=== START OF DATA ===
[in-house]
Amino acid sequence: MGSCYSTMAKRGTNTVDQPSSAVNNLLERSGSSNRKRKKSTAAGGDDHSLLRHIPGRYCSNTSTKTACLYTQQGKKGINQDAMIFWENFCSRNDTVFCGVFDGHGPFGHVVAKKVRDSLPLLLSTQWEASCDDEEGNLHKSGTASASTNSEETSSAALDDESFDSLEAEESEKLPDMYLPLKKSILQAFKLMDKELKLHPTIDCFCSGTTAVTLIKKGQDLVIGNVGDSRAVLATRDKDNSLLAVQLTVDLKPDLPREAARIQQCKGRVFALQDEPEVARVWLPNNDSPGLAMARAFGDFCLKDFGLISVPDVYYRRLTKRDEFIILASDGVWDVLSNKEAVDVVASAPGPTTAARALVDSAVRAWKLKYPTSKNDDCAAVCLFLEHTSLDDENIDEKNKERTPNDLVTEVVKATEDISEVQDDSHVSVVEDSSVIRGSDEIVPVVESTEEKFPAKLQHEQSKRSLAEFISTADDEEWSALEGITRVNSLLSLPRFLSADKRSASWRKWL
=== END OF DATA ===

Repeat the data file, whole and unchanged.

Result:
[in-house]
Amino acid sequence: MGSCYSTMAKRGTNTVDQPSSAVNNLLERSGSSNRKRKKSTAAGGDDHSLLRHIPGRYCSNTSTKTACLYTQQGKKGINQDAMIFWENFCSRNDTVFCGVFDGHGPFGHVVAKKVRDSLPLLLSTQWEASCDDEEGNLHKSGTASASTNSEETSSAALDDESFDSLEAEESEKLPDMYLPLKKSILQAFKLMDKELKLHPTIDCFCSGTTAVTLIKKGQDLVIGNVGDSRAVLATRDKDNSLLAVQLTVDLKPDLPREAARIQQCKGRVFALQDEPEVARVWLPNNDSPGLAMARAFGDFCLKDFGLISVPDVYYRRLTKRDEFIILASDGVWDVLSNKEAVDVVASAPGPTTAARALVDSAVRAWKLKYPTSKNDDCAAVCLFLEHTSLDDENIDEKNKERTPNDLVTEVVKATEDISEVQDDSHVSVVEDSSVIRGSDEIVPVVESTEEKFPAKLQHEQSKRSLAEFISTADDEEWSALEGITRVNSLLSLPRFLSADKRSASWRKWL